The five heads of the claim are given in the amendment. Therefore, I shall not take up the time of noble Lords by reciting them. The amendment provides a general rule which would operate as a default but which would give the parties the opportunity to make other arrangements in a written agreement, so honouring the approach of the Bill. It will be for valuers to address the proper compensation in the circumstances. The amendment makes no reference to the detailed

23 Jan 1995 : Column 913

regulations under the 1986 Act, which in any event have not been revised for inflation. The measure of compensation should be that set out in the second amendment: the value to the incomer, reflecting the character of those items as running rather than capital expenditure. I beg to move.

Earl Howe: My Lords, I have listened with interest to all that the noble Lord has said on this complex and rather technical subject. I have to say that I have some sympathy with the intentions behind the amendment, but I do question whether this is the type of detailed provision which is appropriate in the Bill.

The improvements which the noble Lord has listed are all agricultural improvements for which agricultural tenants are entitled to compensation. But we are now dealing with farm business tenancies, and we must consider also whether there may not be some non-agricultural improvements which in years to come would equally merit inclusion in the list. If we adopt this approach, I can see us being pressed periodically to make additions to the list.

I have another concern. The amendment tabled by the noble Lord is relatively short, but it would be essential for some of the terms such as "beneficial acts of husbandry" to be defined more precisely. We would be incorporating a relatively long and detailed provision about a relatively minor matter into a Bill which is intended to provide a basic framework with key provisions. If the tenant is undertaking a long-term programme of, for example, fertilising, liming or other measures to improve soil fertility, it is really more appropriate for him to seek specific consent. And, if it is a matter of growing crops and things which are relevant only during the last year of the tenancy, then surely it is sensible for the tenant—who will have had 12 months' notice—to arrange to get all the necessary consents for the items on which he will be claiming compensation.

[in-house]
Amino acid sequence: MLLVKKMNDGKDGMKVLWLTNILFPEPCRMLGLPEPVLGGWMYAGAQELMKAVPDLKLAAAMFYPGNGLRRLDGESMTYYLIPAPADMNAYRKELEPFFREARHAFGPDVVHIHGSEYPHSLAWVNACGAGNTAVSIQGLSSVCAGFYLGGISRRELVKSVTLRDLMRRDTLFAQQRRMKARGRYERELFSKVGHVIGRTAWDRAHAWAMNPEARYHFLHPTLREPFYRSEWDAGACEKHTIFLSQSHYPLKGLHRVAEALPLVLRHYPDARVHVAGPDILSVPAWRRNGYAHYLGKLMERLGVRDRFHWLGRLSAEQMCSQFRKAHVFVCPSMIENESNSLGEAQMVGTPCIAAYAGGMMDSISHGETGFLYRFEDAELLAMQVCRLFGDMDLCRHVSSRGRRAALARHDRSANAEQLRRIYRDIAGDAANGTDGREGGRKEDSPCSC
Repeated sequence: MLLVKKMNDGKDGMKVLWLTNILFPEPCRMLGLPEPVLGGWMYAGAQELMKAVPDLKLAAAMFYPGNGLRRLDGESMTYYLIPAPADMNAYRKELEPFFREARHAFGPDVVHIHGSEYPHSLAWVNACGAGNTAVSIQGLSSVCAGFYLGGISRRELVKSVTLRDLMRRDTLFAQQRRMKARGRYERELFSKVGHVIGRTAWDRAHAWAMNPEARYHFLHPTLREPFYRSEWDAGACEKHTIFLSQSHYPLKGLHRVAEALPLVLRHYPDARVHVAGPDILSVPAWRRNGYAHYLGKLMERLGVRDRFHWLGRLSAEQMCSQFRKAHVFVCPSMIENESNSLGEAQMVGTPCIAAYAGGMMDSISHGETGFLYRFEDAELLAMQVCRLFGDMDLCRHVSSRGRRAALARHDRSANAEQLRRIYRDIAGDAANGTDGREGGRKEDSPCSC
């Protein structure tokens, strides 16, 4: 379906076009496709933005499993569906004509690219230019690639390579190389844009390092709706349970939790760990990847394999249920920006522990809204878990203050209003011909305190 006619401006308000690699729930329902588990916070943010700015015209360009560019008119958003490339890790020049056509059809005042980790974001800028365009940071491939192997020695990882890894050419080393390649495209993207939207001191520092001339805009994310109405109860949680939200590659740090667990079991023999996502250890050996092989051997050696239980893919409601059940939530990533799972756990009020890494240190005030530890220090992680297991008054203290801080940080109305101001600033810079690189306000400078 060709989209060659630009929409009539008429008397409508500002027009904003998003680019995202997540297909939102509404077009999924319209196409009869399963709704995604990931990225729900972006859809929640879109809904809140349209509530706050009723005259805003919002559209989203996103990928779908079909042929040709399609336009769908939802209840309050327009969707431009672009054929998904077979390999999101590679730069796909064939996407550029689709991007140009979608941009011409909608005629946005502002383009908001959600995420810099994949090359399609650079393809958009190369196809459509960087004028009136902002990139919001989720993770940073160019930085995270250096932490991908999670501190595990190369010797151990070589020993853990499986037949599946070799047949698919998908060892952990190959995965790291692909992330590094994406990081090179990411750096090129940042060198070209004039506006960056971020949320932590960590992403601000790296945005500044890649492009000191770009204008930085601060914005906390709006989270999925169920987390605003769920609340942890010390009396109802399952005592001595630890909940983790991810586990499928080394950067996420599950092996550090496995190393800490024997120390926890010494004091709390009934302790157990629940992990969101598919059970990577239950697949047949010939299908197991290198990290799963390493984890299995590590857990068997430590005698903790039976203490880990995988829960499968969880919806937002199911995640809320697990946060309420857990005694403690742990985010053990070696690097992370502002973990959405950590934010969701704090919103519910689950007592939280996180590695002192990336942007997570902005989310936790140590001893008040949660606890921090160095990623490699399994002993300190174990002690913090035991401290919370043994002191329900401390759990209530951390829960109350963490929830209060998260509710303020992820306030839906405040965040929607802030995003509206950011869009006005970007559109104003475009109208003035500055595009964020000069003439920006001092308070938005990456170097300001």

I have to say that I think that this is an issue which should be covered by the RICS guidelines, not the Bill. What one might envisage is a standard clause which could be used in most tenancy agreements, giving consent to the tenant undertaking certain activities and being entitled to compensation for them. There would be no problem about adding new items if the industry considered it necessary. Furthermore, landlords have an interest in seeing that an outgoing tenant maintains the holding properly.

Finally, there is the question of how the compensation should be calculated. It is generally acknowledged that we are dealing with relatively small amounts of compensation and I would suggest that whichever method is used there is not going to be a great deal of difference in the amount of compensation which the tenant receives for the specific categories of tenant-right matters. I do advocate the simple approach adopted in

23 Jan 1995 : Column 914

the Bill, which I believe has the industry's support and I hope that the noble Lord will feel able to withdraw the amendment.

Lord Carter: My Lords, before the noble Earl sits down, did I hear him aright? Did he suggest that the landlord's consent should be asked if a farmer wishes to lime his ground?

Earl Howe: My Lords, I was suggesting that, because that is, or can be, in the nature of a long-term improvement on a holding. It is a programme that is sometimes undertaken not just one year in isolation but over a succession of years if the soil fertility is to be improved. I would suggest that it is a matter that is appropriately addressed, perhaps in the tenancy agreement in the form of a standard clause.

Lord Gallacher: My Lords, the Minister's response is not unexpected and I thank him for it because it contains sufficient detail to enable me to discuss again with our advisers whether or not it is desired to pursue this question further. I was particularly intrigued by the offer to consider the formula of a standard clause. We shall look at that in particular to avoid some of the disbenefits which the Minister explained in his response to my remarks. In the meantime I beg leave to withdraw the amendment.

Amendment, by leave, withdrawn.

Clause 18 [Conditions in relation to compensation for planning permission]:

Lord Gallacher moved Amendment No. 23: